The war in Iraq has emerged as a key issue in tomorrow's election, but in what way can its course be influenced by voting results?
On the one hand, President Bush has just renewed allegiance to Donald Rumsfeld, the contractor of disaster, and to Dick Cheney, the architect. This suggests that, even after abandoning the rhetoric of "stay the course," Bush remains committed to the present folly. Two more years of Rumsfeld and Cheney in charge mean two more years of needless American casualties, jihadist recruitment, Middle East turmoil, and vast additions to the toll of Iraqi dead. If the elections maintain Republican majorities in Congress, the administration will feel no external pressure to change its Iraq policy. Absent that, Rumsfeld-Cheney will simply carry on.
On the other hand, Democrats could take the House, and perhaps even the Senate. What difference would that make to the war? Obviously, in one or both houses, the opposition could then convene hearings in which both the present conduct of the war and past failures and deceptions could be investigated. Congressional hearings can be a powerful forum. Until now, it has not served the Bush administration's purposes to have the American public well instructed on the complexities of Iraq, but intensive media focus on testimony by the war's witnesses, critics, and victims would change that.
We have been here before. Of all the acts of opposition to the war in Vietnam, none was more consequential than the hearings presided over by Senator William Fulbright -- a Democrat challenging a Democratic administration. The Fulbright hearings served as the nation's classroom, with a visceral uneasiness about the war evolving into informed opposition. The decisive election year was 1968, and, sure enough, voters cast their ballots for peace.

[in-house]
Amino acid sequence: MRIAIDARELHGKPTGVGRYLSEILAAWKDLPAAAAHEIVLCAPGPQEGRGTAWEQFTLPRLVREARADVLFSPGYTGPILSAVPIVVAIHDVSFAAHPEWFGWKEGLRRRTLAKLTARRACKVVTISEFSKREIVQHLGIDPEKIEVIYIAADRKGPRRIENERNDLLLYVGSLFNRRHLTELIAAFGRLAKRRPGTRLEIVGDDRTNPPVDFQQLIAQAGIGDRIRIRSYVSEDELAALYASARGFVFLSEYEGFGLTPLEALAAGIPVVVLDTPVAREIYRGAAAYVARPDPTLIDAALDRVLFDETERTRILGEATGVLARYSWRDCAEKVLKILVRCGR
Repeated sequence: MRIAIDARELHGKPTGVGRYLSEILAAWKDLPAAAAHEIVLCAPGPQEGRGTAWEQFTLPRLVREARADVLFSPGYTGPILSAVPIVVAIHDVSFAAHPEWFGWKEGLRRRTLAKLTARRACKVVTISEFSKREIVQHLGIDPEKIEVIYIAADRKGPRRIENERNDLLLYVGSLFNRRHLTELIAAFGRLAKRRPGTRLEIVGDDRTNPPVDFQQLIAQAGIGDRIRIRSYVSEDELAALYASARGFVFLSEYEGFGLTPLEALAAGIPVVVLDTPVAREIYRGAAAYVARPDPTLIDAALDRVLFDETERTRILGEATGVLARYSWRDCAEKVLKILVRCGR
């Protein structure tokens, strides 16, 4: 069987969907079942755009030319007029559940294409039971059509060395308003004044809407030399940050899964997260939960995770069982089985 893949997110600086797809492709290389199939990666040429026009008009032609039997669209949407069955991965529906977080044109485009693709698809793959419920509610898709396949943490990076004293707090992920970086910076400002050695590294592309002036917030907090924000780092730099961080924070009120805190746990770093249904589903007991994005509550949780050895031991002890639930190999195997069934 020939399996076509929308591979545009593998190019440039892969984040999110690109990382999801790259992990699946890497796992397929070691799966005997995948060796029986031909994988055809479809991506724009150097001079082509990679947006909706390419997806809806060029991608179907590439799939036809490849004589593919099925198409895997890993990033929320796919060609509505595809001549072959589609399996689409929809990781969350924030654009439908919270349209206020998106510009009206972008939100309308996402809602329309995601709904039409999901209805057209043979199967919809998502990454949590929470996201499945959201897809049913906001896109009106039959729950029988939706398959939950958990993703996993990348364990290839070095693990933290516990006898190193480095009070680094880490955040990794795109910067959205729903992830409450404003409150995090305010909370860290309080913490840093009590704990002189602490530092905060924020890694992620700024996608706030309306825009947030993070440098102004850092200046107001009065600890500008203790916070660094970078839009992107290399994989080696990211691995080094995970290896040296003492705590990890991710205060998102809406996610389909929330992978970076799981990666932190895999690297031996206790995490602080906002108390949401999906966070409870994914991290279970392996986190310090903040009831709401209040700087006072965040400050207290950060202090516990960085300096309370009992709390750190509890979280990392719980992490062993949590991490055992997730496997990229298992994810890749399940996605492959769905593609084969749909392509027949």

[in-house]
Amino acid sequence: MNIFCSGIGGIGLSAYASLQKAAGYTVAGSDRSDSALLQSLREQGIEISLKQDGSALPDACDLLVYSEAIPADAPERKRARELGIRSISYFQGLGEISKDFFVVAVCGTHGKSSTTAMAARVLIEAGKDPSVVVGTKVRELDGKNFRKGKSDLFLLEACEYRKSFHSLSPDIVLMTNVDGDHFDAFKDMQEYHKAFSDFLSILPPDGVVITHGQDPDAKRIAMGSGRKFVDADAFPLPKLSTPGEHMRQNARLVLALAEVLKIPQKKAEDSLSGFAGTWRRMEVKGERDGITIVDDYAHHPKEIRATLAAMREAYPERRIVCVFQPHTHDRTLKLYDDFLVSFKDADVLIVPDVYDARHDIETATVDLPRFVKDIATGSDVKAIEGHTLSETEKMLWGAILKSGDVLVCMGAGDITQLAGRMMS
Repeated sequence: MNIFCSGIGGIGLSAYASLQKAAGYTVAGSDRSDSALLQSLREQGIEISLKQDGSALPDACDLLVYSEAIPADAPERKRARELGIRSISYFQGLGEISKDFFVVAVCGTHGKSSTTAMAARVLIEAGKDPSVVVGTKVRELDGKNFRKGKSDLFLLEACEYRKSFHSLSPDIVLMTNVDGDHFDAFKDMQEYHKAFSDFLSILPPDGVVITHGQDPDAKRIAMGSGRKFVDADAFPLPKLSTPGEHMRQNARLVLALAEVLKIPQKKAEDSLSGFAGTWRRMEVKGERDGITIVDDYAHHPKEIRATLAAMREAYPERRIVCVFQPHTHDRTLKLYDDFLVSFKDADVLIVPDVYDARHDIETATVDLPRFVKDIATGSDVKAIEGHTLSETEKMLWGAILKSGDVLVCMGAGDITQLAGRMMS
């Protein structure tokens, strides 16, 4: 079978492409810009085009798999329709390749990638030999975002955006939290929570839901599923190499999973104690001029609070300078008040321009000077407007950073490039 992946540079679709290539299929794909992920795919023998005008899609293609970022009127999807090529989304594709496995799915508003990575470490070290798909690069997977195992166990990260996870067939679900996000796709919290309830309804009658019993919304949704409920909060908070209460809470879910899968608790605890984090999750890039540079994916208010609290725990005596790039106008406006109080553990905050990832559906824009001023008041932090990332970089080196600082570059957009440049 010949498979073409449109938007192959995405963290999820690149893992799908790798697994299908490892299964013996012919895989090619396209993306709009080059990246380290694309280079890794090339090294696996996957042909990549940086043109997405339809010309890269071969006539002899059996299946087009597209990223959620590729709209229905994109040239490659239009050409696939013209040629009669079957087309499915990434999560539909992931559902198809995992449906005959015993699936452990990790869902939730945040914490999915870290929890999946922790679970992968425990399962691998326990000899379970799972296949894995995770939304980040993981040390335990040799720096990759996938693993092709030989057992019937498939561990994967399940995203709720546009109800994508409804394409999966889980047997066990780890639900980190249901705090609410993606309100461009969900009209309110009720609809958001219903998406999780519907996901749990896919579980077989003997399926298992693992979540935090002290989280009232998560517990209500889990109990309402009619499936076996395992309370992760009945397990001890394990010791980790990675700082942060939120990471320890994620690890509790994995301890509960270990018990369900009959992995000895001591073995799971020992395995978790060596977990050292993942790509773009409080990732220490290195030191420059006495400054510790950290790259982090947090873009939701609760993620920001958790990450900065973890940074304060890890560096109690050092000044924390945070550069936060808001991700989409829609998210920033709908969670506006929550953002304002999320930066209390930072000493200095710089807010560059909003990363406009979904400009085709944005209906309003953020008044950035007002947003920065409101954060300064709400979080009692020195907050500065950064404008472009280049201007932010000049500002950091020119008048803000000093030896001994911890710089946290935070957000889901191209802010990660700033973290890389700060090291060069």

But if the past has ever offered instruction to the present, here is one lesson that must not be missed: The Vietnam War dragged on for nearly seven more years after that critical election. Why? Because public uneasiness with the course of the war was not enough. The only way out of the disaster was to accept defeat, and that America was loath to do. President Nixon came into office on the promise that he had a "secret plan" to end the war, but no sooner had he moved into the White House than he swore he would not be the first US president to lose a war. "Peace with honor" became the shibboleth. The killing continued, the air war came into its own, and more people died in Vietnam after 1968 than had died before. The American public's retreat from concern about the war was epitomized by Nixon's overwhelming reelection in 1972. How did that happen?
It is one thing to feel uneasy about your nation's war, or even to move to a position of outright opposition. It is another to face the harsh fact that the only way out of the war is to accept defeat. The goal of "peace with honor" assumes that the nation's honor has not already been squandered. During Vietnam, for all the widespread opposition to the war, the American public was never ready to face the full truth of what had been done in its name, and so the martial band played on. And on. The war ended not with a bang, but with a whimper, with the United States whining that somehow it had been the victim. Not incidental to the present disaster is the fact that the men dragging out that shameful last moment of Vietnam, when our nation's abject defeat was made plain for all the world to see, were Ford administration honchos Donald Rumsfeld and Dick Cheney.
Rumsfeld and Cheney are prepared to do it to their nation again. The question now is whether America will let them? The general uneasiness with the war in Iraq is mostly tied to how badly it has gone. Tactical and strategic planning have been bungled at every level, and the elusive enemy is yet to be understood in Washington. If the Democrats take power with the elections tomorrow, congressional hearings will have a lot of such questions to consider. But what about the moral question? For all of the anguish felt over the loss of American lives, can we acknowledge that there is something proper in the way that hubristic American power has been thwarted? Can we admit that the loss of honor will not come with how the war ends, because we lost our honor when we began it? This time, can we accept defeat?
James Carroll's column appears regularly in the Globe.
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